39EGYTtHRxIslKLPambXIVQ5uLXLWoflphZUrGfi7JY Angle Oar Adaptive Kayaking Equipment page contents E1238296C9AB2A3A16BD08114EFAF308
 
  • Meg McCall

Putting It All Together: Using Adapted Kayak Equipment on the Water

This is the fifth in a seven part blog series describing the Juballa family's experience in getting a fully adapted kayak for their young adult son, Raymond. Go to the end of this post to see other articles in the series.


With the important adaptive equipment now in place, we moved the kayak from the front deck to the back driveway in preparation for a trip to the nearby kayak launch. We placed the kayak on an adaptive kayak cart and propped the front of it with a re-engineered plastic crate. Here’s where things got a little challenging.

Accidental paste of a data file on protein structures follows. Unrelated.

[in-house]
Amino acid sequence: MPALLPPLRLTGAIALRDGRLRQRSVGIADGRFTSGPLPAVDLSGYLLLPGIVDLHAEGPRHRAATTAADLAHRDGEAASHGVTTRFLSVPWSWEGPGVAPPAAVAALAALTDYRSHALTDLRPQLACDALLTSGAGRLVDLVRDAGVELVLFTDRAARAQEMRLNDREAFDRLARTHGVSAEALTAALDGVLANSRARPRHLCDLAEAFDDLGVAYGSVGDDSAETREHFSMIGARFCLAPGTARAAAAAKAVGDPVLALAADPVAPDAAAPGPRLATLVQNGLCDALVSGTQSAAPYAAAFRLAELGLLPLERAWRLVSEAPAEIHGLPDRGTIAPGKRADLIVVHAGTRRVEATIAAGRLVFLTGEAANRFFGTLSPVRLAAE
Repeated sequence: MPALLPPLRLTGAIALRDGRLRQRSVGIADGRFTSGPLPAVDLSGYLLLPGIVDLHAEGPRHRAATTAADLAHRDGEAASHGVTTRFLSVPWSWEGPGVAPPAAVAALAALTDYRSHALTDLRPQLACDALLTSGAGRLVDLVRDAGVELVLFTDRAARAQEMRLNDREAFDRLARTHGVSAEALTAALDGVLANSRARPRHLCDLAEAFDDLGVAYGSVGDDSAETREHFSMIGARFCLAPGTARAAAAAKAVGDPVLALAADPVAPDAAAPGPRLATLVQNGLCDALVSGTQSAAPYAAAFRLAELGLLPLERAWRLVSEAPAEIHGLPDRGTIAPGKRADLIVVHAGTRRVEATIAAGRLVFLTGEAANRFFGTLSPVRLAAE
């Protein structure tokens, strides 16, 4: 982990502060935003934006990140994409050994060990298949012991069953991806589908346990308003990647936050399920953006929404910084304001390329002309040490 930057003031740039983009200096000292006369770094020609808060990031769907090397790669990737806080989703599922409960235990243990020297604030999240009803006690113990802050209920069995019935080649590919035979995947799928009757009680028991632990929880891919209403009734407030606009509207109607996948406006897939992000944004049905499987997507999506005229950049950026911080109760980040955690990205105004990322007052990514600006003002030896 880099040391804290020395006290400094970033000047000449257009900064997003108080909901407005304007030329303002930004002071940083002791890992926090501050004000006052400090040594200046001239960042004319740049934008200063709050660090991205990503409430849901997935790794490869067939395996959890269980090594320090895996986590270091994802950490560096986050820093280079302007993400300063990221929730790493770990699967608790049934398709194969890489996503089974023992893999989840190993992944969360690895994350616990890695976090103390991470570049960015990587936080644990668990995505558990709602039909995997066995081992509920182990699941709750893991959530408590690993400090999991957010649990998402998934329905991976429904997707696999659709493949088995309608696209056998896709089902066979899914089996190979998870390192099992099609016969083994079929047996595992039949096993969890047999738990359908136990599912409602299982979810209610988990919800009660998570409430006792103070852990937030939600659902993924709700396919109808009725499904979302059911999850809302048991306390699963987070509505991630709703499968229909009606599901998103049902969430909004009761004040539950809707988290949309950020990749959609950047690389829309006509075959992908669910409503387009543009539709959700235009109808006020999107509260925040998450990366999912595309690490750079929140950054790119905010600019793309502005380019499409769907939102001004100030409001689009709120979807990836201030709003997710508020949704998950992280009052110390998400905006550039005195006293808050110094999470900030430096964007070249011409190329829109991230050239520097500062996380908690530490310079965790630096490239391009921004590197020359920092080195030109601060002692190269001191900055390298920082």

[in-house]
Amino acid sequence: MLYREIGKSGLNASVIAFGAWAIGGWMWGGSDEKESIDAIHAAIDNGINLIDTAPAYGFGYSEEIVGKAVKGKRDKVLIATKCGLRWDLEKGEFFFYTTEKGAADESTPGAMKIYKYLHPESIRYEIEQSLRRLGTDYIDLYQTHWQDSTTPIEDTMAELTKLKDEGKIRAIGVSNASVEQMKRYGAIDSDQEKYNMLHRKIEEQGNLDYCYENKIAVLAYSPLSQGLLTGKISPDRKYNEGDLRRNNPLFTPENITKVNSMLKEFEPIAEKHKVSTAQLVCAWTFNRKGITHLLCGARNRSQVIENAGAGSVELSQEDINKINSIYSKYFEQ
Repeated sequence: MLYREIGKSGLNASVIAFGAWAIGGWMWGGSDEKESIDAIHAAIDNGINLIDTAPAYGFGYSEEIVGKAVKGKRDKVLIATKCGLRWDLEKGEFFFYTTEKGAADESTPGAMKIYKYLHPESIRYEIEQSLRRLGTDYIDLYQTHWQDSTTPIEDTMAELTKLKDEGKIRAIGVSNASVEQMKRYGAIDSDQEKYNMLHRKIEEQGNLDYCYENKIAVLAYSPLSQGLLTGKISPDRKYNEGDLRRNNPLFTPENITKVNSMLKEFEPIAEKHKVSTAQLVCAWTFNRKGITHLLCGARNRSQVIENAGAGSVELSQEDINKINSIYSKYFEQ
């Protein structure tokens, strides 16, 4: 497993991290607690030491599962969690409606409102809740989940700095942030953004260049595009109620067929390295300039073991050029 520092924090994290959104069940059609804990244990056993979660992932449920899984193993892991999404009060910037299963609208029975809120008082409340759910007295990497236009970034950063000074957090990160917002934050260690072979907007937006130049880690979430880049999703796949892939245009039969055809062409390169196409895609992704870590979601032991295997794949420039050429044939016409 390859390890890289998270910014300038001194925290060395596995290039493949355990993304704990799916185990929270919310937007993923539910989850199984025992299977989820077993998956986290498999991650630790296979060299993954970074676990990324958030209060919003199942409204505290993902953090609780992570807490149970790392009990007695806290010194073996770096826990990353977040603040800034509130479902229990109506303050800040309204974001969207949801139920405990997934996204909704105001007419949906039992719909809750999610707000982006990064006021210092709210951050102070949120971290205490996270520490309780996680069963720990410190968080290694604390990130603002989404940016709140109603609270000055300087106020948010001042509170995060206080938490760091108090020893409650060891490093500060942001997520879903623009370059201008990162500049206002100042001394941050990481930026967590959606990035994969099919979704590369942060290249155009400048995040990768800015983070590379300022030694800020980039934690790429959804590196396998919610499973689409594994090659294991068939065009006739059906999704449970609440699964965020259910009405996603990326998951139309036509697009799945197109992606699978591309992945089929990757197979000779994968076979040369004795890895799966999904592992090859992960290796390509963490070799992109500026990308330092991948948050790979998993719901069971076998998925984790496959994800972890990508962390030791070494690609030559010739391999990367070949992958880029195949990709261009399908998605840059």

using a patient lift with sling
Trying the lift for the first time.

Rosanne had acquired a used, high-quality patient lift to move Raymond from his wheelchair into the kayak. She also purchased a sling to be used with the lift. It had been a long while since the family had been trained on how to use a lift and sling and, suffice it to say, there was a learning curve. (See our post on using lifts for tips.)


The main issue was the shape of the sling. This particular one had a hole cut out in the seat area so that when Raymond was lifted, his derriere sank through the hole and his legs jack-knifed up at the knees. We all recognized this was neither correct, safe, nor comfortable, but Raymond was a good sport about it all. (Rosanne went out and got a more suitable sling the very next day.)


Ultimately, David and Rosanne lowered Raymond into the cockpit. Raymond left the sling in place beneath him, with straps tucked away so as not to present an entanglement issue, to make it easier to exit the kayak when he was finished. It took us another hour to place additional padding along and between Raym